Common hareleaf (Lagophylla ramossissma) is a native annual found in Washington, Oregon, California, Idaho, Montana, Nevada and Utah. Its habitat encompasses grasslands, scrub openings, woodlands and forests, particularly dry areas. The yellow flowers, and plant itself, are often difficult to see because they open in the evening and close in the morning.
This member of the Asteraceae Family (Sunflower) has a spindly, erect, branched stem.
Common hareleaf leaves are alternate, narrowly lance shaped, entire and have no petioles (stalks). The lower leaves are longer and fall off early in the season, while the upper leaves are smaller with woolly, glandular surfaces.
The inflorescences are small, loose, short-stalked clusters at the tips of branches which arise from the axils of upper leaves. The flower head is composed of 5 short ray flowers with lobed tips and 6 disk flowers each enveloped by a chaff scale. There are five glandular involucre bracts (phyllaries). The bracts are soft and hairy resembling rabbit ears.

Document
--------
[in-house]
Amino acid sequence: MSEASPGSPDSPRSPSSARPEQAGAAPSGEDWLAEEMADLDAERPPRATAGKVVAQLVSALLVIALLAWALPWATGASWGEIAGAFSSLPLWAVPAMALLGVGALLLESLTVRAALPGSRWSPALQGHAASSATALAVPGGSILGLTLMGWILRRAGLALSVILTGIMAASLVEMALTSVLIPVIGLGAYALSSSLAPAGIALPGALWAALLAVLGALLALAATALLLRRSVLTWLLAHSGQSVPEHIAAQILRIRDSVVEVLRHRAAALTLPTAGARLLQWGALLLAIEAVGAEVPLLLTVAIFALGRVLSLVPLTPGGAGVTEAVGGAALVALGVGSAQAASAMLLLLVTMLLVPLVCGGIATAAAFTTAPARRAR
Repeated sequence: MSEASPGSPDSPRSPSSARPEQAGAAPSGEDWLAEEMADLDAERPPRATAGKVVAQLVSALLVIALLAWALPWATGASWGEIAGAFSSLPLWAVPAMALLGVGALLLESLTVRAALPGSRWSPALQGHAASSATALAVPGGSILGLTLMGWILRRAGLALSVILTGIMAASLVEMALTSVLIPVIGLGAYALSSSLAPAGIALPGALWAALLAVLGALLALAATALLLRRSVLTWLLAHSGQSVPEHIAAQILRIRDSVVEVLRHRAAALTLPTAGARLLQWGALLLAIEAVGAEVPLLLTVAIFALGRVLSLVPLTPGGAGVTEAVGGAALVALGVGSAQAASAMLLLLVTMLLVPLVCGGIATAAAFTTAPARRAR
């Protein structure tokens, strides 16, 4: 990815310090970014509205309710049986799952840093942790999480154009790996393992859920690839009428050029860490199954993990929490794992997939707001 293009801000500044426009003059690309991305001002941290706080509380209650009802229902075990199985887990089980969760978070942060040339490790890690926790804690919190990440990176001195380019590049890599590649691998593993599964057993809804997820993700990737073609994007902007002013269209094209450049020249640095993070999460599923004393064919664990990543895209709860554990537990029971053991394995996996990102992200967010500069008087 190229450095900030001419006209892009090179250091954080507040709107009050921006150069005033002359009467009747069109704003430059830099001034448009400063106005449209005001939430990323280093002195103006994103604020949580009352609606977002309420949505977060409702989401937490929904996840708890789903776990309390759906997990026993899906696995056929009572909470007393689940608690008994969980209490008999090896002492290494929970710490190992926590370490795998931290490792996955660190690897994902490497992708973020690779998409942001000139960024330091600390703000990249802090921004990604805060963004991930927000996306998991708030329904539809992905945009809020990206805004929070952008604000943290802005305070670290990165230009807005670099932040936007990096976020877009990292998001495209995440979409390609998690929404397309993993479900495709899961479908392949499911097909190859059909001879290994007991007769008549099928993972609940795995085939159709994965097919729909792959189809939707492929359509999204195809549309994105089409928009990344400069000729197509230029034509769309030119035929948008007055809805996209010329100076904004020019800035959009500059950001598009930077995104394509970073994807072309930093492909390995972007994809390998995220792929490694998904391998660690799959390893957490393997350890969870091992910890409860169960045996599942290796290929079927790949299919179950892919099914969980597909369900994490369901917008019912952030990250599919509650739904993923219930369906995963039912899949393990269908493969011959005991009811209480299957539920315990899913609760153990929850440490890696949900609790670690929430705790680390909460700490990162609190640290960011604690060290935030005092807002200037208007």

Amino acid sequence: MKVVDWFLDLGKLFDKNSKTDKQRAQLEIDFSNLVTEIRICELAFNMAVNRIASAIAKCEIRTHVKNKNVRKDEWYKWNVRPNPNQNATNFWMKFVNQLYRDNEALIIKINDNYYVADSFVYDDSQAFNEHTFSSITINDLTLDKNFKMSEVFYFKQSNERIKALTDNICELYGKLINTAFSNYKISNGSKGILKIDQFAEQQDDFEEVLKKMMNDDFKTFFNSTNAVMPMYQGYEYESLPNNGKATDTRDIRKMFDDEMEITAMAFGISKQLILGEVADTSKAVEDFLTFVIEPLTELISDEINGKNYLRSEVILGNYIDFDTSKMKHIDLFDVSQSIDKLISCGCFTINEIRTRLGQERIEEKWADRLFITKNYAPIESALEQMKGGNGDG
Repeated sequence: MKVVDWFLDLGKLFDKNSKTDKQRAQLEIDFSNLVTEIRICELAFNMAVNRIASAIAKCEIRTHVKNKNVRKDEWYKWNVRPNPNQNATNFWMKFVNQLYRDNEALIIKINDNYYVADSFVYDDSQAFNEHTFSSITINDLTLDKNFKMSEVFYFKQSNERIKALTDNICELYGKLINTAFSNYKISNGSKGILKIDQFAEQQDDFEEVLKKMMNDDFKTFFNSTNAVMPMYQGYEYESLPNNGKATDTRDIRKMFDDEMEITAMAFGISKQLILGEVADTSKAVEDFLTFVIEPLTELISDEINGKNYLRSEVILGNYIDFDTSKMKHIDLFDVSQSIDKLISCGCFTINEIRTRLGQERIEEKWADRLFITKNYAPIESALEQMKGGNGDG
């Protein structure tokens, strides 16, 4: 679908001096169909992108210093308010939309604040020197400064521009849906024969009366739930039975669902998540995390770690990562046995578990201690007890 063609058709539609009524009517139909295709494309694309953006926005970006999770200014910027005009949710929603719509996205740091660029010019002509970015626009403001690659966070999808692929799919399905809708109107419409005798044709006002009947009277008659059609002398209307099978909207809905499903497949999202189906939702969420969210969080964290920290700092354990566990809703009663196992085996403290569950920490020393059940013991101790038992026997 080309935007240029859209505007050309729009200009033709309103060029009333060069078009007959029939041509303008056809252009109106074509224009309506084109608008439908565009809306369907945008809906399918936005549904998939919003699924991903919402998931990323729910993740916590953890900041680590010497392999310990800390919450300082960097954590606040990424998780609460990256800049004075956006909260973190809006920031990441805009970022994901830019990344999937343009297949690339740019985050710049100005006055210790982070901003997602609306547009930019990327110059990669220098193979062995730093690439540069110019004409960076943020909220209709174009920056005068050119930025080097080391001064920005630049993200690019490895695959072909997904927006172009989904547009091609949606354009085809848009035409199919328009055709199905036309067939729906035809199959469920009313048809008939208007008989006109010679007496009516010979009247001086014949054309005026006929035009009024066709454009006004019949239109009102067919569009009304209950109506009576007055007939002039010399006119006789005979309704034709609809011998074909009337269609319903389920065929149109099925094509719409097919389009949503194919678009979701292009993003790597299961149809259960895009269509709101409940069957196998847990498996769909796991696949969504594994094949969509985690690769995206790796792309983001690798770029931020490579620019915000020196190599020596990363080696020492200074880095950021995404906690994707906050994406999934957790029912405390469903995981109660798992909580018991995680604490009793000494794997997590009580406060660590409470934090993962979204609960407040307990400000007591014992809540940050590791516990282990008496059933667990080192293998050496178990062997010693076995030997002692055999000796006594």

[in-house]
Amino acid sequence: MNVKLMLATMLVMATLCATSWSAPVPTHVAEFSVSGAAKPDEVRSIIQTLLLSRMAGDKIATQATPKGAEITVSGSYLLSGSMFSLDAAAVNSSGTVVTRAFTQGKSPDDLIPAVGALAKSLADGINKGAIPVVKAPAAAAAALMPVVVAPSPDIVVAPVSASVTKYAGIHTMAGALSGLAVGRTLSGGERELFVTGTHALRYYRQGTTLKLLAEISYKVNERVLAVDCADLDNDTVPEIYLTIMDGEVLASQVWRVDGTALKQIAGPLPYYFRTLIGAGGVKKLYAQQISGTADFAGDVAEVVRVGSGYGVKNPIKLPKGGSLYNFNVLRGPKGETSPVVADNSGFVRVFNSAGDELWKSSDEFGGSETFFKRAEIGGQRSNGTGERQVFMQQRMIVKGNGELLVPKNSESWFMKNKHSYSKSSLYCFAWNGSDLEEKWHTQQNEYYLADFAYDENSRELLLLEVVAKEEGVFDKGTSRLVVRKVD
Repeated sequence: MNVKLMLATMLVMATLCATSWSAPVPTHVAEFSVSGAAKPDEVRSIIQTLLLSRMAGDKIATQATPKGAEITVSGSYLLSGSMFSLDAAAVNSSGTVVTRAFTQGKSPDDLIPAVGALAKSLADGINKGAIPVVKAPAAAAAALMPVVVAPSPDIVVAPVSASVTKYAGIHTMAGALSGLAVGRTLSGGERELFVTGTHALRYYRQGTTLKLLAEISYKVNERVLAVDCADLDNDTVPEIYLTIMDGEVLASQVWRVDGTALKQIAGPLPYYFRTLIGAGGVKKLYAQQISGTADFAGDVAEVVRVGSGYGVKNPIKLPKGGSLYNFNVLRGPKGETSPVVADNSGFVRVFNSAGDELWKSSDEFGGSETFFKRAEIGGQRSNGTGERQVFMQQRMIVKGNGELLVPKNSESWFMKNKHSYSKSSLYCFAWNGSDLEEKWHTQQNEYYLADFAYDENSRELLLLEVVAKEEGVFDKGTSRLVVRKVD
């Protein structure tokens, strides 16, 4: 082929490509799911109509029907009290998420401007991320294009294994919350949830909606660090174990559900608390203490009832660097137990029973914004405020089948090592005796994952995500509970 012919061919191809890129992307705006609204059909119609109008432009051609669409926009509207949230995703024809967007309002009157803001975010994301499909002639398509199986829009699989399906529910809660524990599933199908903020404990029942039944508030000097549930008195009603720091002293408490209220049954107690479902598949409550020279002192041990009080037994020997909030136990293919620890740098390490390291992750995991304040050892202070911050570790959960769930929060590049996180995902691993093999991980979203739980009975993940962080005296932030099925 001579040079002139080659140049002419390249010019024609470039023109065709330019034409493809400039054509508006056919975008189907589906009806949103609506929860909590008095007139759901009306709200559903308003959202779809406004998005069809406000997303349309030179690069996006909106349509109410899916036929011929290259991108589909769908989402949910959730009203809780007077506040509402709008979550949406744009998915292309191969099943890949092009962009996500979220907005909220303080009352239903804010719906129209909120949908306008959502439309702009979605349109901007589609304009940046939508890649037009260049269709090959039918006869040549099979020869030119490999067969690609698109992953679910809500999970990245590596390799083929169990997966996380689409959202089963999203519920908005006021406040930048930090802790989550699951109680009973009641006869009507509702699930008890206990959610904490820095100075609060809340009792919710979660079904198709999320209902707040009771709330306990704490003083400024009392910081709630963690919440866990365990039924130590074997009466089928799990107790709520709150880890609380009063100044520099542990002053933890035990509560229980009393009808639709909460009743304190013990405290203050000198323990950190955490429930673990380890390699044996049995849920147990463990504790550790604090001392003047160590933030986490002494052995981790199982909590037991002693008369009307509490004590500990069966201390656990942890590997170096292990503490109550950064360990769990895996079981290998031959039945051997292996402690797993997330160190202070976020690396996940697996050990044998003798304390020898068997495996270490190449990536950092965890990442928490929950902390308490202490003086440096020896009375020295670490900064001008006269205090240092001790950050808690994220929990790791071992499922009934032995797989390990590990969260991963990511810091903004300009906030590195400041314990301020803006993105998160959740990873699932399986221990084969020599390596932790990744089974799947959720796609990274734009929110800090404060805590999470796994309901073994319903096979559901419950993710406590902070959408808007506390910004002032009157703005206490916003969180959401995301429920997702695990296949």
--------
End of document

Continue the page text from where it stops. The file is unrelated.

Common hareleaf fruits are small, black, shiny achenes without the pappus (feathery top) common in so many members of the Sunflower Family.
Other colloquial names for L ramossissma are slender rabbitleaf and branched lagophylla. The genus name, Lagophylla, refers to the silky pubescence of the upper leaves and derives from the Greek “lagos” (hare) and “phyllon” (leaf). The species name, ramossissma, means “very branched” in Latin.
These common hareleaf specimens were growing in June along Lower Hat Creek Trail in Shasta County CA.